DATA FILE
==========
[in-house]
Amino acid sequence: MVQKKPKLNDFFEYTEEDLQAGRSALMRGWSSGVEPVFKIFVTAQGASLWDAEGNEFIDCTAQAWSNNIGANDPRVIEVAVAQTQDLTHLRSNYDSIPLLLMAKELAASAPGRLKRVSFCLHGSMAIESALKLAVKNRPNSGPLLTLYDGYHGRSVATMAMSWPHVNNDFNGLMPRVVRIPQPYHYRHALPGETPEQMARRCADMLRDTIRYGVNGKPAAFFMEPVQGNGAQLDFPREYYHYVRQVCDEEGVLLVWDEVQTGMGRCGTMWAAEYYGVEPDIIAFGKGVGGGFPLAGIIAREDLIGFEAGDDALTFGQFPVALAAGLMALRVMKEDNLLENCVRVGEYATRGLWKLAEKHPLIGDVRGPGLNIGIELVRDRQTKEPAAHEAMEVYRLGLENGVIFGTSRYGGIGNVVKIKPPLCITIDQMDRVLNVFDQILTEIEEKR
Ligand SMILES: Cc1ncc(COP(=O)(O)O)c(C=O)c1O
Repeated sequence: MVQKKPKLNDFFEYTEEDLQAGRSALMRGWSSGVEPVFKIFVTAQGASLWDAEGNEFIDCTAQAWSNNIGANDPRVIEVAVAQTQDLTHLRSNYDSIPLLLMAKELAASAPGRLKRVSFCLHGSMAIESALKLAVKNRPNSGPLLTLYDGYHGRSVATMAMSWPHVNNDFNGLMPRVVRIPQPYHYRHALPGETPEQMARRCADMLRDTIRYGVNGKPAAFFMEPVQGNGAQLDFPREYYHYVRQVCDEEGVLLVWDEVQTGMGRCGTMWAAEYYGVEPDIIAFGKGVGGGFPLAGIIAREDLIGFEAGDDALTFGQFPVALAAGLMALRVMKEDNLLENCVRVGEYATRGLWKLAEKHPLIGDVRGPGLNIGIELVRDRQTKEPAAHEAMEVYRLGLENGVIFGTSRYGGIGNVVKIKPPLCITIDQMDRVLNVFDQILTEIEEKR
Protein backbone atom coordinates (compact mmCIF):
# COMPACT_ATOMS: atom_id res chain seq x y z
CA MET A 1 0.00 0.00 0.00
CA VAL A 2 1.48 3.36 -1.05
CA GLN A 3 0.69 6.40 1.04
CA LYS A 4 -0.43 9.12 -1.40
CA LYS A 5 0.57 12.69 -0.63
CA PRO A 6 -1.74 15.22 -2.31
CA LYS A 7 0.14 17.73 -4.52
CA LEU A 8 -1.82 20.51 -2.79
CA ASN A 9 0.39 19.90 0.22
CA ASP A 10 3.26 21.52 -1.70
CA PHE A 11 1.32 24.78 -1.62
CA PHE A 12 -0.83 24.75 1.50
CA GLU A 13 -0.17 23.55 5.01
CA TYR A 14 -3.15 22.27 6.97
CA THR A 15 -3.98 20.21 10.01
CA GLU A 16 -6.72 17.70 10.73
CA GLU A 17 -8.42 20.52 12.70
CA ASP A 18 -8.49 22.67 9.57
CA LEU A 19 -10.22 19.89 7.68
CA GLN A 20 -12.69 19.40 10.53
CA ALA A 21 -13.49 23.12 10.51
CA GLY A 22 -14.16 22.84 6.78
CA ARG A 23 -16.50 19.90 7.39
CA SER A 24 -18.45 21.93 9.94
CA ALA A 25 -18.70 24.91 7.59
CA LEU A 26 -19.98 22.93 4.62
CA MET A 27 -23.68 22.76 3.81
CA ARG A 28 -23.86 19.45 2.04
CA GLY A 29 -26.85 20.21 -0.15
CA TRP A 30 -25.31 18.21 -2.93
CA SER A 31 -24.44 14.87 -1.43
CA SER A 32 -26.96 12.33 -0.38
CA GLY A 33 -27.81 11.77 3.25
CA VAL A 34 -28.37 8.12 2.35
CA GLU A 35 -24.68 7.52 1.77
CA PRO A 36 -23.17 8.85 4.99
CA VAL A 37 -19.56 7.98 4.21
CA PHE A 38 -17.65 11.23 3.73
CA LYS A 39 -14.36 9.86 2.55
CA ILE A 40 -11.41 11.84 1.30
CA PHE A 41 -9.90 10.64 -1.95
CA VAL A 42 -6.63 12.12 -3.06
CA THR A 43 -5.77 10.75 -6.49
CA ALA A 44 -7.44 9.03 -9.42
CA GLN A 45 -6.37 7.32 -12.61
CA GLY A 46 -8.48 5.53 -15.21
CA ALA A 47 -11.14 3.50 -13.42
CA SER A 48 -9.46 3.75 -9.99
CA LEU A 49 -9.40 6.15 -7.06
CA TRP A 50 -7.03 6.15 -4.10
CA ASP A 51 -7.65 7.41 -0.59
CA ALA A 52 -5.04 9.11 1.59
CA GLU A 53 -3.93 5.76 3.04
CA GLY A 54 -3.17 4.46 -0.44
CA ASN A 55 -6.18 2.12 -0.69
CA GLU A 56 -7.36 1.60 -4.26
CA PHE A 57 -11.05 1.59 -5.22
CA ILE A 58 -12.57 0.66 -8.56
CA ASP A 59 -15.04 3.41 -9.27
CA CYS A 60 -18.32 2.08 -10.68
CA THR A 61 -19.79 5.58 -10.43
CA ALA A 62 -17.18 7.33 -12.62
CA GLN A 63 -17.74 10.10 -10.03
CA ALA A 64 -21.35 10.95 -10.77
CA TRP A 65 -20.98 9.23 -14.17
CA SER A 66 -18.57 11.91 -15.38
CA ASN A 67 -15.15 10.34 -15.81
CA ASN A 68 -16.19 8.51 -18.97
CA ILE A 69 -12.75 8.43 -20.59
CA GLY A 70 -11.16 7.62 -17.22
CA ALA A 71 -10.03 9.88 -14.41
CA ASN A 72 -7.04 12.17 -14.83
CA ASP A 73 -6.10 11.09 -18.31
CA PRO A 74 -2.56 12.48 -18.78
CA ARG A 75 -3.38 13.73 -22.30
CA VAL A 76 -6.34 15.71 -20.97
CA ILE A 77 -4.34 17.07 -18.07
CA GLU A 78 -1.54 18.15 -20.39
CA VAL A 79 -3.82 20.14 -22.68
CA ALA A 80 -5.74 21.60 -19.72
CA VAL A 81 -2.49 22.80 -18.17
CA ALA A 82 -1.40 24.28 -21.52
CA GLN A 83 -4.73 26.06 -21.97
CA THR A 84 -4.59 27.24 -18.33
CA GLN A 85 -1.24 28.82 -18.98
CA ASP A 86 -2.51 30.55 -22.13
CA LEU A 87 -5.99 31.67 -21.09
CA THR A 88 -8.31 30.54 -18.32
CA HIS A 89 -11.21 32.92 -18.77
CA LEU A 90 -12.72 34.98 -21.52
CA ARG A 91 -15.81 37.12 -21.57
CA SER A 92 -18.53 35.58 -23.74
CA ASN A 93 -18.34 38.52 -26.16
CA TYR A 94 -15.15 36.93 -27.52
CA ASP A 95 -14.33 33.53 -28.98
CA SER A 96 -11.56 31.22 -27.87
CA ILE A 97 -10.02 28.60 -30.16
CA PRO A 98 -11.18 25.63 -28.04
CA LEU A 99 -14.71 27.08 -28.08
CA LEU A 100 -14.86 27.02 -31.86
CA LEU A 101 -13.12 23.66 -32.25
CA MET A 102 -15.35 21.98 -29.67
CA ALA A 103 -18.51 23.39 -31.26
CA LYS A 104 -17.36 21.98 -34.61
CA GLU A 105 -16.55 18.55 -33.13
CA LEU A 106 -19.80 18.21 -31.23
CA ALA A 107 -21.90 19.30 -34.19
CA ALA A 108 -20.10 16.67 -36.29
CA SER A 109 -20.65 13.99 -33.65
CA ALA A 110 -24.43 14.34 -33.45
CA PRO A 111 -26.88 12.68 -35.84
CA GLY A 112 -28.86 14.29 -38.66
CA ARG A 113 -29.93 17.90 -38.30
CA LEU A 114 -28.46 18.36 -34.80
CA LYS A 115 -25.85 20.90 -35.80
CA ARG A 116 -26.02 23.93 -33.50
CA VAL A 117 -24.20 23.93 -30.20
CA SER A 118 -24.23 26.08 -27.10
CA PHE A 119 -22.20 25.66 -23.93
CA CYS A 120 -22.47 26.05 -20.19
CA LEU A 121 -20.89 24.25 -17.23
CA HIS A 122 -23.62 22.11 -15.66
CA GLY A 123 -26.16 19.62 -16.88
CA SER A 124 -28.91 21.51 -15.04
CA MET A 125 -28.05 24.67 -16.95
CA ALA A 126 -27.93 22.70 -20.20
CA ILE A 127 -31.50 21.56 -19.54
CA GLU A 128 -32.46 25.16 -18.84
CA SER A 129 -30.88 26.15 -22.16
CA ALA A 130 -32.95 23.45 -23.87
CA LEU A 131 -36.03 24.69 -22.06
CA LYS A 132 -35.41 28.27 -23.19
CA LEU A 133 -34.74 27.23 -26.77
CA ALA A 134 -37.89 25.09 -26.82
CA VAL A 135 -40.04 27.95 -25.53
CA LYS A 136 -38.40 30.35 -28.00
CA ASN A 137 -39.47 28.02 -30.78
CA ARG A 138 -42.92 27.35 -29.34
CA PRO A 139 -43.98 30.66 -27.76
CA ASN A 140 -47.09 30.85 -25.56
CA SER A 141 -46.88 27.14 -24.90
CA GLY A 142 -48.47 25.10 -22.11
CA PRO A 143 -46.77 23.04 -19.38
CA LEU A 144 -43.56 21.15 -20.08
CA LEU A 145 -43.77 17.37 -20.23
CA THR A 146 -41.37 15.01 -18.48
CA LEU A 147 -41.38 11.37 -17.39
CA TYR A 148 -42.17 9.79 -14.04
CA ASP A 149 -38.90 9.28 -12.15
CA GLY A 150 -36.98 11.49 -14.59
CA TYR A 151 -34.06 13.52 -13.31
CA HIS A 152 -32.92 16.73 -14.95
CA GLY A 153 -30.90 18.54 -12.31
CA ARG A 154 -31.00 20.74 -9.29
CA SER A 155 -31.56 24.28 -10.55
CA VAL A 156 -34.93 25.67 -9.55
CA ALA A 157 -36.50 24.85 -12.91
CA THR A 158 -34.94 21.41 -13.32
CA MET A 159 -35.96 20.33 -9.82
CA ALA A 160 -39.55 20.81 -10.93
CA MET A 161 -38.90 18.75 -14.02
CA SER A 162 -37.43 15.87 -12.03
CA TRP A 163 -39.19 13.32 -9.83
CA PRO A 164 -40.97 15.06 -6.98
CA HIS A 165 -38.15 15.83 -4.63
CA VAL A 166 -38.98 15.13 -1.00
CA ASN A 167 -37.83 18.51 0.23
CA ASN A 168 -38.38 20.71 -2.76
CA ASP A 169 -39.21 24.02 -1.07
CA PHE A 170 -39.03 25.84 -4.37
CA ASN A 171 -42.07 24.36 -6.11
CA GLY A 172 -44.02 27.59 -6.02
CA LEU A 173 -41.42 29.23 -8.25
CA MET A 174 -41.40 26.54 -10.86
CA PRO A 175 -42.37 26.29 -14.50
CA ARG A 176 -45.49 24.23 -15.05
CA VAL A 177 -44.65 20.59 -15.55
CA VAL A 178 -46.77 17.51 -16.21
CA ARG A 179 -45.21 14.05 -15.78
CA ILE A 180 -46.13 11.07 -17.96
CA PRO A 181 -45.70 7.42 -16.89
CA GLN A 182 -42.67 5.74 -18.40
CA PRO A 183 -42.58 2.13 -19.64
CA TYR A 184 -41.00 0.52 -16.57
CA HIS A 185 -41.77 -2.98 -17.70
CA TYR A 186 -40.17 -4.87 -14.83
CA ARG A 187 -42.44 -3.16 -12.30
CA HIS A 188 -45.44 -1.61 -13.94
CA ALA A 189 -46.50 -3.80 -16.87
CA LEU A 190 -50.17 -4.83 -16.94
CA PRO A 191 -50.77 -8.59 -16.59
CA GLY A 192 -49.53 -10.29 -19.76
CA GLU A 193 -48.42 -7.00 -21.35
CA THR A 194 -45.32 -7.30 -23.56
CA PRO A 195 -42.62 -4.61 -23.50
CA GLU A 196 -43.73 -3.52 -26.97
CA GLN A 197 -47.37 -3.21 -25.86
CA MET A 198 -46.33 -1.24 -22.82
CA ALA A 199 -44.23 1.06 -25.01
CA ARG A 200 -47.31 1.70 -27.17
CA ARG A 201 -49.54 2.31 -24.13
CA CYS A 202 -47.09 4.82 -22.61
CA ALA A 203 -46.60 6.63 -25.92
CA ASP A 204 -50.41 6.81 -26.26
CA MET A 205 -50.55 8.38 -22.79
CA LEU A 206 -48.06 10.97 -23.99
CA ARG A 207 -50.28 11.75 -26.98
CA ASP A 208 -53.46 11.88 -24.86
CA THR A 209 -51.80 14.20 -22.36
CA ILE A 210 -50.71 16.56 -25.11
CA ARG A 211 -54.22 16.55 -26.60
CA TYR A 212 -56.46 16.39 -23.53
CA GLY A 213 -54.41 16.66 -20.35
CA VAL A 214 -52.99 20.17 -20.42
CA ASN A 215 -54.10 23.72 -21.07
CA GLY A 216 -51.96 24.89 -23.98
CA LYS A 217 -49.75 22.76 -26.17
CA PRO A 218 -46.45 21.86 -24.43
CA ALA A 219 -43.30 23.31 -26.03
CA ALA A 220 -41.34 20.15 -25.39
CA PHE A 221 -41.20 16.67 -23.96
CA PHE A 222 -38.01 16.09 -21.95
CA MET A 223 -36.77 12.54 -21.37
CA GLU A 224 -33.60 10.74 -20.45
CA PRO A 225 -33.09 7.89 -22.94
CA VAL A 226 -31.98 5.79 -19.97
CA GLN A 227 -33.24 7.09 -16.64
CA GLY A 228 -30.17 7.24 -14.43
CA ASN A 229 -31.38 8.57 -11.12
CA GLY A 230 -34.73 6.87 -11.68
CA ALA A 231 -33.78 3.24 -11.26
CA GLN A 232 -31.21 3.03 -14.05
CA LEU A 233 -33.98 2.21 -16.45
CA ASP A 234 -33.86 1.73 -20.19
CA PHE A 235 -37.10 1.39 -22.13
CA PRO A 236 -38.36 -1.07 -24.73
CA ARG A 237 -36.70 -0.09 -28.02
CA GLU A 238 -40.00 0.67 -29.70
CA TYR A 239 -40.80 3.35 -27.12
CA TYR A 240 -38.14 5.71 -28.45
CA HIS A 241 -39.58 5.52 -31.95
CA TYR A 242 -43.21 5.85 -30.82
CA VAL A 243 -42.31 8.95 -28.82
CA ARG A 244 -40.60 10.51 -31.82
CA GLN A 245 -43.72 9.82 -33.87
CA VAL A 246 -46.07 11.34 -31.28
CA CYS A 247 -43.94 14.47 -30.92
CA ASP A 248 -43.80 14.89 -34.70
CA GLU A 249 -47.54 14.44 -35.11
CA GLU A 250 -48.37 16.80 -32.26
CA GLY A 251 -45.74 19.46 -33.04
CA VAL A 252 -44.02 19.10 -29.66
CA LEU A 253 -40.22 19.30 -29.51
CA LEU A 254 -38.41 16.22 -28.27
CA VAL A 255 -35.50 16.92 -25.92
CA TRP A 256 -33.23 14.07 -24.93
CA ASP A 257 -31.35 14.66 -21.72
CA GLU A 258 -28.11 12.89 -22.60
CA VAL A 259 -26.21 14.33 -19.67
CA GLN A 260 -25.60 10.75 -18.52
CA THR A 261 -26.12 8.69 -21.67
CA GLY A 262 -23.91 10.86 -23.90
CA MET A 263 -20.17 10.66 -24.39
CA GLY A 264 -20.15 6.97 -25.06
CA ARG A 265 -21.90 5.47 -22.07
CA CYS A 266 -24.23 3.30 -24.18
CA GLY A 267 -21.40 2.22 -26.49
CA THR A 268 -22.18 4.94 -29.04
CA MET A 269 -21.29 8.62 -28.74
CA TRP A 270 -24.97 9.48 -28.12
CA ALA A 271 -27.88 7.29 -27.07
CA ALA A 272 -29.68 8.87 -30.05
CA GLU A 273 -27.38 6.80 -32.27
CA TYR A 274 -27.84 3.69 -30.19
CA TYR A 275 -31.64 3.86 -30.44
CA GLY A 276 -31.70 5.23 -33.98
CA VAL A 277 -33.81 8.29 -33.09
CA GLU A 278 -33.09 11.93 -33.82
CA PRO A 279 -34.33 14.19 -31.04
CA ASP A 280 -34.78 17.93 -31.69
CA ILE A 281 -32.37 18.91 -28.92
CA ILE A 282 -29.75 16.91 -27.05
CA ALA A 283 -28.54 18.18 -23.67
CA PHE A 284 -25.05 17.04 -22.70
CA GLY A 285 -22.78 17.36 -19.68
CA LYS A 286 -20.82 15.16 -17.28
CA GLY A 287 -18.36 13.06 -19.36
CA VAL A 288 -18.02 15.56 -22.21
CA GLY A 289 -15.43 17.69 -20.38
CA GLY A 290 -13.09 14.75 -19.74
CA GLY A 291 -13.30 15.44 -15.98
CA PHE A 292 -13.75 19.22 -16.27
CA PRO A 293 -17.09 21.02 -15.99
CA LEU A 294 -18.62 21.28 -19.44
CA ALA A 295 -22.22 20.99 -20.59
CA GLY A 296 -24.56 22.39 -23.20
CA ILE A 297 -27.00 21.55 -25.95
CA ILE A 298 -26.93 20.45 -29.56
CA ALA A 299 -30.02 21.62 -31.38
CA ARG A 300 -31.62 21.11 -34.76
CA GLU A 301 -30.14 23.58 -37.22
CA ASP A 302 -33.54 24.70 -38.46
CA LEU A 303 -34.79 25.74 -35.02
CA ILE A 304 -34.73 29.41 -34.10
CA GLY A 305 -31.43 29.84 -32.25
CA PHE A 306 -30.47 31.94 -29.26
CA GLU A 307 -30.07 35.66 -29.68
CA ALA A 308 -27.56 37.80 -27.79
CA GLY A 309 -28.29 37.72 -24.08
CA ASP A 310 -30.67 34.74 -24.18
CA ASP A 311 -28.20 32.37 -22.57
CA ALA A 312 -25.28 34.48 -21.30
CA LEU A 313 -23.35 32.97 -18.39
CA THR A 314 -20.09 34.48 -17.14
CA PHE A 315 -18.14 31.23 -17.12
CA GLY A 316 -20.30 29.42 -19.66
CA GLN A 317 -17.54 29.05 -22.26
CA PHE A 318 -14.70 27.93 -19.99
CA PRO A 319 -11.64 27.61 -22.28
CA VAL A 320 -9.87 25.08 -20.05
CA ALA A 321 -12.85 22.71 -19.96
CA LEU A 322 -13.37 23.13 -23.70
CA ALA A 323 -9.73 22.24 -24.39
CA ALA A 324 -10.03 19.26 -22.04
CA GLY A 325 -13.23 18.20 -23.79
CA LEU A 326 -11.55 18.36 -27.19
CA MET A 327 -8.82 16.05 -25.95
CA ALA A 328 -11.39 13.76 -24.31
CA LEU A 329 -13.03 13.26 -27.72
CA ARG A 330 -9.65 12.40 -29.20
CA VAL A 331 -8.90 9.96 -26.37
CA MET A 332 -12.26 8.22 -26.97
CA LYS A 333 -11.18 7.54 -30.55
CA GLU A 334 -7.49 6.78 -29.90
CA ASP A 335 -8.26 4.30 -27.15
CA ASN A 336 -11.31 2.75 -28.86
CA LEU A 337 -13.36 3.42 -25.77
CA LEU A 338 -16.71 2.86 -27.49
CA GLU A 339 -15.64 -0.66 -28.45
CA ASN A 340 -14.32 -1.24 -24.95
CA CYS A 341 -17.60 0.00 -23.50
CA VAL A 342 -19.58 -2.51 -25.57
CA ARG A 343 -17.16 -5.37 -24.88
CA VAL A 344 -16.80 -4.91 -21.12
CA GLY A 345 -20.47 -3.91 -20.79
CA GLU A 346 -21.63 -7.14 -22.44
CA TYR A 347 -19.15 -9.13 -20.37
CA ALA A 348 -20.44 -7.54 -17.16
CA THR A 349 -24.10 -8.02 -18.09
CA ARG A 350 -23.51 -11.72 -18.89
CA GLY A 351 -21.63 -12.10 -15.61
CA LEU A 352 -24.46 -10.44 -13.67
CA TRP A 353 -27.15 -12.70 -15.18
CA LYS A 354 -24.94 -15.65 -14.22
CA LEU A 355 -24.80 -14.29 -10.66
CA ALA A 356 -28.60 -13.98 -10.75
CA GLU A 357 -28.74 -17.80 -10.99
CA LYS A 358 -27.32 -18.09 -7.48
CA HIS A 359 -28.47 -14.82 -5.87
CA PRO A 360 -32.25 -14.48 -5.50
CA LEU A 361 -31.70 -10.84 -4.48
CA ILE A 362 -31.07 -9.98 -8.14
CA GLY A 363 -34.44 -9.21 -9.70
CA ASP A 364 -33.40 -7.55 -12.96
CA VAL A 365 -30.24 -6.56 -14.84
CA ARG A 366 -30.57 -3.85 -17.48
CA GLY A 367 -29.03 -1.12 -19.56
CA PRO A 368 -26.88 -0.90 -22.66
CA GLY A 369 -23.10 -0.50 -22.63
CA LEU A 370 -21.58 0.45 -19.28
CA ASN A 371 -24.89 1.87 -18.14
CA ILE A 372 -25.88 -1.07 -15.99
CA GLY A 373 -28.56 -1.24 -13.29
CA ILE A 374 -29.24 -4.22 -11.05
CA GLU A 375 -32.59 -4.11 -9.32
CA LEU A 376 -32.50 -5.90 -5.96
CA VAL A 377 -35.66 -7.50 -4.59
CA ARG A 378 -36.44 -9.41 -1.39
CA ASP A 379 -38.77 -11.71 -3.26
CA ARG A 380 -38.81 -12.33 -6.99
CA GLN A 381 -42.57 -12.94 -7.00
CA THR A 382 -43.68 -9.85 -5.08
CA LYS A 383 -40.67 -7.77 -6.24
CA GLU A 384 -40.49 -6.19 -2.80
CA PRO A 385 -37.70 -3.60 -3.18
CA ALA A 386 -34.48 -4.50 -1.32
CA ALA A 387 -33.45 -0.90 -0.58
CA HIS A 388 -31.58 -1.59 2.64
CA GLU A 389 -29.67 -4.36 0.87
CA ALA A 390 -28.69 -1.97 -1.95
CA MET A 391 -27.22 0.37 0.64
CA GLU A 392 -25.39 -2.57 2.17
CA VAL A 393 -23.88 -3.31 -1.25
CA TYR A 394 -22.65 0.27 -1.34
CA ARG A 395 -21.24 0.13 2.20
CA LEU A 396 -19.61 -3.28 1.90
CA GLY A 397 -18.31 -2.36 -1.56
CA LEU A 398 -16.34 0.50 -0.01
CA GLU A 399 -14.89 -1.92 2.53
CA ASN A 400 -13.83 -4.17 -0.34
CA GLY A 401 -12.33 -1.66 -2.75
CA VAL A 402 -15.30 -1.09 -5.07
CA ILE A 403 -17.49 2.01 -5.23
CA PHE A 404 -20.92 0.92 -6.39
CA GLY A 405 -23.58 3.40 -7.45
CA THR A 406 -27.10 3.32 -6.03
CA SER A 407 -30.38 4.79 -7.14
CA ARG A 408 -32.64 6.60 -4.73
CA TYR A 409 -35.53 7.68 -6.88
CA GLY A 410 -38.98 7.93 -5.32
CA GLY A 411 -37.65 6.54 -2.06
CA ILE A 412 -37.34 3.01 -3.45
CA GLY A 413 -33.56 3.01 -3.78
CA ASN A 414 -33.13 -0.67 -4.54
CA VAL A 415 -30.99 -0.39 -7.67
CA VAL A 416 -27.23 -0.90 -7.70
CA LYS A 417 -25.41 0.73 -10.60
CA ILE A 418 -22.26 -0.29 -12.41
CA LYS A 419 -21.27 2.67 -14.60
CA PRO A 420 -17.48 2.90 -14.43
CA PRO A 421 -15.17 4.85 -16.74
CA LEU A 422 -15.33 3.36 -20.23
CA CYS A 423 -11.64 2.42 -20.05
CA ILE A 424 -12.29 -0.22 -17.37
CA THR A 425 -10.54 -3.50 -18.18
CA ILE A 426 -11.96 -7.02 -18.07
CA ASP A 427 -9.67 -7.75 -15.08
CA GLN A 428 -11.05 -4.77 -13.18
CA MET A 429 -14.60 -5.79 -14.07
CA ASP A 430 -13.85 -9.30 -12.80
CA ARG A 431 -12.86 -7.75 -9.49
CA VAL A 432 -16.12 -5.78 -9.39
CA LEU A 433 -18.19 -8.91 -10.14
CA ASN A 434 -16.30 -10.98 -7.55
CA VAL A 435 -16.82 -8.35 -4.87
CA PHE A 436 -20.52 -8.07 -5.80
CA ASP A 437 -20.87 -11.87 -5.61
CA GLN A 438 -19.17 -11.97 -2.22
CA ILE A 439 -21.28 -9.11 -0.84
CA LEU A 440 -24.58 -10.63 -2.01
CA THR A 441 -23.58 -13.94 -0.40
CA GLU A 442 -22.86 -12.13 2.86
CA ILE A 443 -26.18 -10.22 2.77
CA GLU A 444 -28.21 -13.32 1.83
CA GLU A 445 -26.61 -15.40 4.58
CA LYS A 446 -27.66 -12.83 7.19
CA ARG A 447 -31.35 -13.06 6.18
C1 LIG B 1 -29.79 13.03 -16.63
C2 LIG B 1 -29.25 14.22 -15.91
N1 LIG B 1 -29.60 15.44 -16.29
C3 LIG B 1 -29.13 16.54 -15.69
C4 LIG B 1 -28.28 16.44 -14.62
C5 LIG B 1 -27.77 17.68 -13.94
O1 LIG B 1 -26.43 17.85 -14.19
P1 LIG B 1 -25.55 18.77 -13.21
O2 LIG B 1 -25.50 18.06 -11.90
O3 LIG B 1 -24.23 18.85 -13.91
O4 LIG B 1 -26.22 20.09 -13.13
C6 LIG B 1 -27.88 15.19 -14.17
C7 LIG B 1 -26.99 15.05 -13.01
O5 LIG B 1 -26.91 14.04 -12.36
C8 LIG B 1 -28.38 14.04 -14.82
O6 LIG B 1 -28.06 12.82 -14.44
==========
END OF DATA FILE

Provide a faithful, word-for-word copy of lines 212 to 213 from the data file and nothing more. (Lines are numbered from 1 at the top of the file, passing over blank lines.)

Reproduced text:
CA LEU A 206 -48.06 10.97 -23.99
CA ARG A 207 -50.28 11.75 -26.98